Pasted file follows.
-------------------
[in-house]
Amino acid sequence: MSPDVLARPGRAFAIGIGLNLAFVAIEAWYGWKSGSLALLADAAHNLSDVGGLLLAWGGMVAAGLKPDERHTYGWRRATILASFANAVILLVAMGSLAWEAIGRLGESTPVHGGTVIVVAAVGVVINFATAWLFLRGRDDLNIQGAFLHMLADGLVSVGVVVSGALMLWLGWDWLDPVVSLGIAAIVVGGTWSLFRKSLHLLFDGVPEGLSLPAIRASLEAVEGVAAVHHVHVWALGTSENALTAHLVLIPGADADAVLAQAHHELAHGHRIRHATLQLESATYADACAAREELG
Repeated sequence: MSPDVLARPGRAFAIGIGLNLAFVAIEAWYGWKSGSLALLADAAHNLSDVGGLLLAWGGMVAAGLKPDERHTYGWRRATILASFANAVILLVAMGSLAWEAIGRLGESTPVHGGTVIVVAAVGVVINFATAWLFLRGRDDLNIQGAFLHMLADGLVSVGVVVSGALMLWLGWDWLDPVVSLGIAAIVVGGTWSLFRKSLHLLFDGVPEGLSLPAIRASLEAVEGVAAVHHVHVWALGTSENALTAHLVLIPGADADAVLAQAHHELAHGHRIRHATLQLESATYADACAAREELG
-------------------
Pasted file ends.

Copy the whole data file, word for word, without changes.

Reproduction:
[in-house]
Amino acid sequence: MSPDVLARPGRAFAIGIGLNLAFVAIEAWYGWKSGSLALLADAAHNLSDVGGLLLAWGGMVAAGLKPDERHTYGWRRATILASFANAVILLVAMGSLAWEAIGRLGESTPVHGGTVIVVAAVGVVINFATAWLFLRGRDDLNIQGAFLHMLADGLVSVGVVVSGALMLWLGWDWLDPVVSLGIAAIVVGGTWSLFRKSLHLLFDGVPEGLSLPAIRASLEAVEGVAAVHHVHVWALGTSENALTAHLVLIPGADADAVLAQAHHELAHGHRIRHATLQLESATYADACAAREELG
Repeated sequence: MSPDVLARPGRAFAIGIGLNLAFVAIEAWYGWKSGSLALLADAAHNLSDVGGLLLAWGGMVAAGLKPDERHTYGWRRATILASFANAVILLVAMGSLAWEAIGRLGESTPVHGGTVIVVAAVGVVINFATAWLFLRGRDDLNIQGAFLHMLADGLVSVGVVVSGALMLWLGWDWLDPVVSLGIAAIVVGGTWSLFRKSLHLLFDGVPEGLSLPAIRASLEAVEGVAAVHHVHVWALGTSENALTAHLVLIPGADADAVLAQAHHELAHGHRIRHATLQLESATYADACAAREELG